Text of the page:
China's specialized IPR court sheds new light on complex patent-related cases
Updated 09:52, 04-Jan-2019
Wang Leifan
Editor's note: Wang Leifan is an assistant professor at the Tianjin University Law School. The article reflects the expert's opinion, and not necessarily the views of CGTN.
The Standing Committee of the National People's Congress has authorized the Supreme People's Court (SPC) to establish a national-level Intellectual Property Rights Court for Appeal (IPRCA). The IPRCA, which serves as a permanent division under the SPC, opens in Beijing on Tuesday.
On December 29, 2018, names of 28 IPR judges were announced for the special bench. 
IPR cases have been steadily increasing in China. As per the SPC's 2017 report, there were a total of 237,242 cases filed and 225,678 cases concluded, with an increase of 33.50 percent and 31.43 percent respectively, compared to 2016. Companies from 28 foreign states were involved in these cases.
VCG Photo

VCG Photo

Now, the role of the judiciary has become more significant in the protection of intellectual property rights in China along with promoting innovation to realize its long-term economic growth potential.
Before this, China has set up three intermediate IPR courts in Beijing, Shanghai and Guangzhou, and special IPR judicial divisions in dozens of Intermediate People's Courts in several provinces as a pilot project to enhance judicial services in handling IPR cases. These specialized IPR courts and divisions have proven to be a robust enforcement forum for both domestic and foreign IPR owners.
The purpose of setting up the IPRCA is to further unify the interpretation of Chinese IPR laws and regulations, better safeguard the legitimate intellectual property rights of all kinds of actors in the market and strengthen the judiciary's capacity in the implementation of the innovation-driven development national strategy.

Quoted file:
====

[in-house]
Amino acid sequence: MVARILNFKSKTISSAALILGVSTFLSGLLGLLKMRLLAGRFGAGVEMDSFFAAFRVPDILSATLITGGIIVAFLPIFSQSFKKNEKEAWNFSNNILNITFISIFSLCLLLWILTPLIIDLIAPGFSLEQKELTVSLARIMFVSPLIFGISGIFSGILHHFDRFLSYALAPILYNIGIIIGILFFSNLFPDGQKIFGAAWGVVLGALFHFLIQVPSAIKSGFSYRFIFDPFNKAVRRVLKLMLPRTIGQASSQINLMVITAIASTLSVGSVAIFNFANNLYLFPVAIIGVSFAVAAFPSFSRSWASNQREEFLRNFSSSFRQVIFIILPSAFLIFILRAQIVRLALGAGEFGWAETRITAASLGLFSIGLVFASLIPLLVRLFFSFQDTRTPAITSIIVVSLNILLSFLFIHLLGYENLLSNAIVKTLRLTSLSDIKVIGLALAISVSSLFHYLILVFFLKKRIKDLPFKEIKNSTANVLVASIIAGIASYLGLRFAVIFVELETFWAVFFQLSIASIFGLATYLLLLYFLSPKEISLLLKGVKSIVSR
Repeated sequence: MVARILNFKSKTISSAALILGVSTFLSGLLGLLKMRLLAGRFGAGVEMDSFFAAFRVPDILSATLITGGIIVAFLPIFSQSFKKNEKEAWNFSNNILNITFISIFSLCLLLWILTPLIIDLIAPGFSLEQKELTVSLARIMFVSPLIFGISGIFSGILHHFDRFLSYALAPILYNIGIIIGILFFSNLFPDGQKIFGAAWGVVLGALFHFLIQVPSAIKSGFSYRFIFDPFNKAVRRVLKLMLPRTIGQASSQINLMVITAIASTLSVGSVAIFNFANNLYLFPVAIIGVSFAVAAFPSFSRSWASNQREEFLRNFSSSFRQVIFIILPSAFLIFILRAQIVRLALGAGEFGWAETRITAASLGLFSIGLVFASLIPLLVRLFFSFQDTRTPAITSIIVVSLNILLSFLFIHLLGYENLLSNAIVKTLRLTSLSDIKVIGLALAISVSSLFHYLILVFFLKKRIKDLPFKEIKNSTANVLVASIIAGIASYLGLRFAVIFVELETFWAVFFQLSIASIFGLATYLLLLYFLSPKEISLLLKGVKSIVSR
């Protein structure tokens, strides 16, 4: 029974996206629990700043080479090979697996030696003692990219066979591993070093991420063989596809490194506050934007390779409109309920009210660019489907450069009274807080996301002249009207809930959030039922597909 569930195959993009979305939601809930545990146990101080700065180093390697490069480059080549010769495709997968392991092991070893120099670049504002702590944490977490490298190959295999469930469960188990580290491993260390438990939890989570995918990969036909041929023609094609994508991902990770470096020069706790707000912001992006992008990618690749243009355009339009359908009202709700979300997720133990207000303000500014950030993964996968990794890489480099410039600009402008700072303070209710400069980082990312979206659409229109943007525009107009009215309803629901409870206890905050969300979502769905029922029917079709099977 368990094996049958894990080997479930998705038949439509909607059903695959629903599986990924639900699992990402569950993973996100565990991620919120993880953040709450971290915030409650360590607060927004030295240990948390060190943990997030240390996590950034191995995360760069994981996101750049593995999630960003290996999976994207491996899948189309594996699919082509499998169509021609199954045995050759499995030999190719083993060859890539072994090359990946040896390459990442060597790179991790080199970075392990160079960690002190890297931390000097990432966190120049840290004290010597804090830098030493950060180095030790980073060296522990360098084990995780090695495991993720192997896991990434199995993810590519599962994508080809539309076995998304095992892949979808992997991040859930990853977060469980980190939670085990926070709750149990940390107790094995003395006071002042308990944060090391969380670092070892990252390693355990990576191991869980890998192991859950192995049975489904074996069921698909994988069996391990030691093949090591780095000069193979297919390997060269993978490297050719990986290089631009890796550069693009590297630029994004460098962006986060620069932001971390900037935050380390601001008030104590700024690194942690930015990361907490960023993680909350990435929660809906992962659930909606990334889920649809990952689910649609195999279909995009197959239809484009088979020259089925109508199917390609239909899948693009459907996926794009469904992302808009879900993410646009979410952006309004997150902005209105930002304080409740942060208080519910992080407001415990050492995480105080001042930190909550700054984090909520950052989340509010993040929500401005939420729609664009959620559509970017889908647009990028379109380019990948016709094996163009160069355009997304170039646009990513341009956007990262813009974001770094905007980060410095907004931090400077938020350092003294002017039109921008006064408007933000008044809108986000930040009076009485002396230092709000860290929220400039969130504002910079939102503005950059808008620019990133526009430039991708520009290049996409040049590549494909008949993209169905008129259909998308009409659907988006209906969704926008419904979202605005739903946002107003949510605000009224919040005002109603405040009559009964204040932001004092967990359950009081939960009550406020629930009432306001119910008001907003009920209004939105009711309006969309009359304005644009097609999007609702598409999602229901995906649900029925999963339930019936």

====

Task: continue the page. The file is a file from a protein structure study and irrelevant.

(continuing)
The IPRCA is given exclusive jurisdiction over complex civil and administrative patent-related appeal cases, according to the SPC's Provisions on the Several Issues of the Intellectual Property Rights Court, effective on January 1, 2019. 
The inaugural ceremony of the Xi'an Intellectual Property Rights Tribunal in Xi'an City, northwest China's Shaanxi Province, February 24, 2018. /VCG Photo

The inaugural ceremony of the Xi'an Intellectual Property Rights Tribunal in Xi'an City, northwest China's Shaanxi Province, February 24, 2018. /VCG Photo

This means that appeals against the first instance made by the Intermediate IPR Courts and the Intermediate People's Courts on complex patent-related cases will be filed directly to the IPRCA, instead of going through provincial Higher People's Courts under the existing law. Other cases could be heard by the IPRCA upon the discretion of the SPC.
IP rights protection is one of the most pressing issues facing the country, consistently triggering tensions between China and the United States. Since acceding to the WTO, China has improved its laws and regulations on IPR protection. The birth of the IPRCA represents a meaningful endeavor in the enforcement of Chinese IPR laws and regulations. The IPRCA is to "help prevent inconsistency of the application of laws, and improve the quality and efficiency of trials," said Luo Dongchuan, chief judge of the IPRCA.
Empirical studies have shown that courts could play a significant role in protecting IPR rights. Until now, more than 10 countries in the world have set up specialized IPR courts.
VCG Photo

VCG Photo

In addition to providing specialized judges, these courts usually apply special rules to enable more effective and speedy trial proceedings in IPR cases. It remains to be seen how the IPRCA works to fulfill its goal and truly attributes to the improvement of the IPR protection in China.
China's progress in IPR protection has been recognized by the international community. More foreign companies now choose to file their IPR cases in China, a positive signal of growing confidence in the country's judicial capacity. But the god and the devil are both in the details, and the details often take a long time to work out. In the case of IPR protection in China, the road ahead is still long and challenging.
After three years of operation of the IPRCA, the SPC shall report to the SCNPC on the implementation of the reform, according to the clauses in its authorization.
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